Yesterday, I visited few house auctions with a friend. In Australia, for those reading this from overseas, houses are typically sold in an auction where people bid for it openly. Auctions are held on a Saturday and the results are reported on Sunday.
Out of the 5 places we visited, 4 were not sold on the spot. Three had a bid from one person in each case, and were quickly "passed in" (i.e. vendor rejects the offer, but is open to further negotiations with the bidder). In the fifth place, we missed the auction but the signboard outside indicated the auction was unsuccessful.
Here's the result. In the widely published Domain circulation for yesterday's auction, only one of the four "passed in" properties was reportedly sold in the after-auction negotiation. The other four were not even included in the report. Quite likely they were not sold. If this is the case, the auction success rate has been inflated, intentionally or not intentionally. It gives a impression that the market is more vibrant than it actually is. I am only talking aboout 4 out of the 224 reported auction results I saw. Goodness knows how many unsold auctions go unreported. Caveat emptor!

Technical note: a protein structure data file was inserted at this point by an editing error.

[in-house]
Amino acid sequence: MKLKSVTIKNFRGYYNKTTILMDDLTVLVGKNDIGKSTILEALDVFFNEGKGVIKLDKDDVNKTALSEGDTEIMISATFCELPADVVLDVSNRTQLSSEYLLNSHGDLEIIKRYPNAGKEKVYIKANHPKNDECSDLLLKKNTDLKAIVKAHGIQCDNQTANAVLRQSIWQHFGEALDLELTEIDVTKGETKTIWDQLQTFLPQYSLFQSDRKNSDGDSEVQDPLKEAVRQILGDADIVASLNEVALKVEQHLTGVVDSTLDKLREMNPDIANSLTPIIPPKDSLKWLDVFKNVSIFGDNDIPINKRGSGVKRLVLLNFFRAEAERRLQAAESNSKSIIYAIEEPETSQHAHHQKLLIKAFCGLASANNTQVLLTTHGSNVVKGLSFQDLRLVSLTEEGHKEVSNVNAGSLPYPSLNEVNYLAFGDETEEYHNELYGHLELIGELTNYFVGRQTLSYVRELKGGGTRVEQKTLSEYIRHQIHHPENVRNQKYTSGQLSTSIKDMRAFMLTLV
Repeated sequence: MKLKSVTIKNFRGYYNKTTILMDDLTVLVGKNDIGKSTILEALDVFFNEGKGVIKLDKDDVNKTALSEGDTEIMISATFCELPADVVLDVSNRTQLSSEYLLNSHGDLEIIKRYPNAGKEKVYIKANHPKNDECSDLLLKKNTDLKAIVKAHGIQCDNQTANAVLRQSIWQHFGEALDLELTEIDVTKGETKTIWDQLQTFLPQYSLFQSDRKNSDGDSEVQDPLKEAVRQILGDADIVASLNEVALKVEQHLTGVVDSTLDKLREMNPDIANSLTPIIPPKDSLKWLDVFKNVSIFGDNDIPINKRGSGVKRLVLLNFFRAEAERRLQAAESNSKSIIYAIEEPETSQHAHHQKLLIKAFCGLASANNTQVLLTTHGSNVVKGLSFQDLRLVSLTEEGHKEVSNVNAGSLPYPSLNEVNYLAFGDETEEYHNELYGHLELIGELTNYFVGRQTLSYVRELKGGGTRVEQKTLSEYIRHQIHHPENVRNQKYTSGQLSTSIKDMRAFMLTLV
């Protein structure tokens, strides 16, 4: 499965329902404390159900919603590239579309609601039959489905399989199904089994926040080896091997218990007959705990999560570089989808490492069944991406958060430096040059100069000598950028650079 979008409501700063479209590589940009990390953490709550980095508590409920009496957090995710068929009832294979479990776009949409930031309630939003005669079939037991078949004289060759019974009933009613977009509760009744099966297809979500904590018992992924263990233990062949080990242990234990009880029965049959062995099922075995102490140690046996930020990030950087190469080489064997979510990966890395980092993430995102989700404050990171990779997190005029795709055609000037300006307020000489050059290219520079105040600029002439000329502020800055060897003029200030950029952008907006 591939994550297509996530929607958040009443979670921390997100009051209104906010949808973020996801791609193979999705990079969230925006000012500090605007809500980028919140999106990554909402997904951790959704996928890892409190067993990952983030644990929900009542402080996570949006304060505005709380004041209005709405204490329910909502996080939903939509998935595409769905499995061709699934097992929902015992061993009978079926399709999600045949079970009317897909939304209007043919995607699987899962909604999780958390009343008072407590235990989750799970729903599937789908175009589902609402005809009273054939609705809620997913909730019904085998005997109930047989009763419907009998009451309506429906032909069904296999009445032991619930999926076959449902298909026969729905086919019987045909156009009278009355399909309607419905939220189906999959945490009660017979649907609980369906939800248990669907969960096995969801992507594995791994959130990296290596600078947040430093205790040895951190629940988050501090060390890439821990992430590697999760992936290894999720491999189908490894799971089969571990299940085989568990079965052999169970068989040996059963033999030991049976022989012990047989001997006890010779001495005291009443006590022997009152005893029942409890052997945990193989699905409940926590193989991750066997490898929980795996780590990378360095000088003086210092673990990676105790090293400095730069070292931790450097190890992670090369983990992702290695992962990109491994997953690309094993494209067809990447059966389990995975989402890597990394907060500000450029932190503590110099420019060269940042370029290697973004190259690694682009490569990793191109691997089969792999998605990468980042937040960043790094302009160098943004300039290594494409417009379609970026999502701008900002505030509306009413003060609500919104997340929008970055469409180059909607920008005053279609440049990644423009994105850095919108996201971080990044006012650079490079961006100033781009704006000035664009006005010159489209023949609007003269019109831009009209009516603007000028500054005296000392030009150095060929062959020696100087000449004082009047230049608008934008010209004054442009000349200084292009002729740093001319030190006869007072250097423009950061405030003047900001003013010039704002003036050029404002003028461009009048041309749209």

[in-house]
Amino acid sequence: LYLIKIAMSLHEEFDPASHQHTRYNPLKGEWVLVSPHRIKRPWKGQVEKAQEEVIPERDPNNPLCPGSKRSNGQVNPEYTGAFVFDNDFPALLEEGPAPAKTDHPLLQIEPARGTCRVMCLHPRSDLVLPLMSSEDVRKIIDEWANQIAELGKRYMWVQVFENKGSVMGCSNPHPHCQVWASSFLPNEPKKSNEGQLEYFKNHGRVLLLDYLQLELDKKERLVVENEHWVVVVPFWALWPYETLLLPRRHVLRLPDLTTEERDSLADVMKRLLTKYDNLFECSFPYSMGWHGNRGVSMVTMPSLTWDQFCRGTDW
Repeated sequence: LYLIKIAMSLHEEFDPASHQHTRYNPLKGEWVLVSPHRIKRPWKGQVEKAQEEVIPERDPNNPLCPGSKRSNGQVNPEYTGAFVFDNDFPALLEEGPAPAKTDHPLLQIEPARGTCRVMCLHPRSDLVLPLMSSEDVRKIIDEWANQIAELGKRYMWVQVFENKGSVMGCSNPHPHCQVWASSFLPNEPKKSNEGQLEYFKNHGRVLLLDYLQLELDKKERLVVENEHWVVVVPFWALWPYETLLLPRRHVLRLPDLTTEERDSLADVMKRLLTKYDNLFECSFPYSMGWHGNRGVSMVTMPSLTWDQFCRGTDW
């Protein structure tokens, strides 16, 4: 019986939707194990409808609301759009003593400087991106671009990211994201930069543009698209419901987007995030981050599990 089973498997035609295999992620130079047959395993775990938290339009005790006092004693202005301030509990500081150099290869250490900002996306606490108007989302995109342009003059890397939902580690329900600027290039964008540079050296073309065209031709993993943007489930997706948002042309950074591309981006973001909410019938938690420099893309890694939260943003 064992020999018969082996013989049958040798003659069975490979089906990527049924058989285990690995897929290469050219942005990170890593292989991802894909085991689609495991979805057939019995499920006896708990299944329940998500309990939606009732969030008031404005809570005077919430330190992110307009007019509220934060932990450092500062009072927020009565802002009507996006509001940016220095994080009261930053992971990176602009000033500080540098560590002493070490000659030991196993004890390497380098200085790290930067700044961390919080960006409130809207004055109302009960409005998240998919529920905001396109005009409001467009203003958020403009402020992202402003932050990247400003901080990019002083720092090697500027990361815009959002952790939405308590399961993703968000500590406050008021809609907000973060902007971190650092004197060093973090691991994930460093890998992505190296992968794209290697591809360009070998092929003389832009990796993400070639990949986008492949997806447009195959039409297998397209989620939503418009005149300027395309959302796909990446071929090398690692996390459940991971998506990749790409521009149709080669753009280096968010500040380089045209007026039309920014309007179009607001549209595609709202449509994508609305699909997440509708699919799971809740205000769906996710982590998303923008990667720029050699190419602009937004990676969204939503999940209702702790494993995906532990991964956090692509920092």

Generally, I do not trust statistics on face value. Unless I know the intention of the organization creating the statistics, many statistics are just distorted truths. Figures are juggled, and graphs are prepared in a way that gives the reader an intended impression at first glance. While statistics are meant to inform, many should be banned from publication because they are actually mis-information.